Clause 1 - Authorisation of criminal conduct

Part of Covert Human Intelligence Sources (Criminal Conduct) Bill – in the House of Commons at 1:30 pm on 15th October 2020.

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Photo of David Davis David Davis Conservative, Haltemprice and Howden 1:30 pm, 15th October 2020

I will pay attention to your encouragement to be brief, Mr Evans. Although I support the intent of the amendments in the name of the Mother of the House, Ms Harman, Mr Carmichael, and the hon. Members for Streatham (Bell Ribeiro-Addy) and for Walthamstow (Stella Creasy), I will focus solely on amendment 13.

There is no doubt that there is a need for a Bill like this. Infiltrating terrorist gangs and going under cover as an informant is dangerous and risky work which often requires breaking the law, and the Bill enables authorisation of those breaches of the law. However, amendment 13, in my name and in those of others, explicitly exempts the most serious crimes of murder, torture, rape and others from powers in the Bill. The Government argue that that is not necessary because the Human Rights Act already limits their actions. The question before the House today is this: do we believe that? Do we think that that is sufficient?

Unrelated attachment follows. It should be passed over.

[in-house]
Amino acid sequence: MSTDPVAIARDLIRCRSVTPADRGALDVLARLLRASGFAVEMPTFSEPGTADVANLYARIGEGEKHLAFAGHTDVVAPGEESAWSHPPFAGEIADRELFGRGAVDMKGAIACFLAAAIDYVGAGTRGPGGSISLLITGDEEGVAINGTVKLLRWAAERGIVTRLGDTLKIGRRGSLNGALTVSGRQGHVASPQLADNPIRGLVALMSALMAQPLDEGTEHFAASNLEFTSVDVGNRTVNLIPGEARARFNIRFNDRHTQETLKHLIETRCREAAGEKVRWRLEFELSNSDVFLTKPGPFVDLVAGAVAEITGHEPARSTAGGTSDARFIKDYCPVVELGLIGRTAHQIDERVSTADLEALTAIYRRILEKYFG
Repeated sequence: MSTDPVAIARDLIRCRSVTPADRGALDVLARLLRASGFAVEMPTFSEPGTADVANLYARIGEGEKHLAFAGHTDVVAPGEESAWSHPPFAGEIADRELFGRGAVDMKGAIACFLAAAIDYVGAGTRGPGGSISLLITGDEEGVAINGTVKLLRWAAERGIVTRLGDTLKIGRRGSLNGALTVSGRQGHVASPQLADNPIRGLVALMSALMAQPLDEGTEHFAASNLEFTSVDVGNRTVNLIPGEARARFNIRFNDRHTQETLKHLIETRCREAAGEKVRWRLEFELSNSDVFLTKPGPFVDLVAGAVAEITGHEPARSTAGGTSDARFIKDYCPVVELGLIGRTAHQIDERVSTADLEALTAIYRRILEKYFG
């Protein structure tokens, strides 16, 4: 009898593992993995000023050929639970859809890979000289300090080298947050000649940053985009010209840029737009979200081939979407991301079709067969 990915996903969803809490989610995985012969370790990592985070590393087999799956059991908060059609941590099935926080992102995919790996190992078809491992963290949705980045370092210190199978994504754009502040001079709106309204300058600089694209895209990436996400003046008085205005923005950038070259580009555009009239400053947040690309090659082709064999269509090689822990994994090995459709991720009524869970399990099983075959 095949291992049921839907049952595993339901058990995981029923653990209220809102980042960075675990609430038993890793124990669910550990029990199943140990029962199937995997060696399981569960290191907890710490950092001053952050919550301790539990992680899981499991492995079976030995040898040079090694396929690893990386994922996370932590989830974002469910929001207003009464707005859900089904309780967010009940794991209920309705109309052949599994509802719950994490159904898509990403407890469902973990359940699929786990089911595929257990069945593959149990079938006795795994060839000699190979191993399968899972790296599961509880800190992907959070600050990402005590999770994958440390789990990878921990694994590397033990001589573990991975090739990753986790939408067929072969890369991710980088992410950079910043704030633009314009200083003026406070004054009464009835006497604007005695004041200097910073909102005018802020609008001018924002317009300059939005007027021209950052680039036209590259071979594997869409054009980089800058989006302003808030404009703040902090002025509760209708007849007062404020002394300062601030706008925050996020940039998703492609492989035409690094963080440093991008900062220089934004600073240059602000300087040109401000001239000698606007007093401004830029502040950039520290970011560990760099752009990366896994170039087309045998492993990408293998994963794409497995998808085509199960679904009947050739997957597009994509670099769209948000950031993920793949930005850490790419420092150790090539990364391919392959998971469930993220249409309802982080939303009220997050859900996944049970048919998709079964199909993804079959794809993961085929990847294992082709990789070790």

Back in the early 1990s, I was one of the Ministers who took the Intelligence Services Act 1994 through the House. Section 7 of the Act enabled MI6 officers abroad to commit crimes in the interests of the state. Inevitably, in the tabloid press, it became known as the James Bond clause, but that is precisely what it was not. It was not a licence to kill. It was a licence to bribe, burgle, blackmail and bug, but it was not a licence to kill. Nevertheless, within a decade, section 7 was being used to authorise rendition, torture and the mass invasion of innocent people’s privacy—crimes that were never countenanced when the Act was put in place. I know that, because I did all the work behind it. It should be understood that the authorisation of those crimes, often within the United Kingdom, occurred after the Human Rights Act had been passed—indeed, while the ink was still wet on its pages in some cases—and it provided precisely zero protection. Likewise, the European convention on human rights, the international convention on torture and the 1949 Geneva convention, to all of which we are signatories and some of which are absolutely binding in law, provided no protection whatever.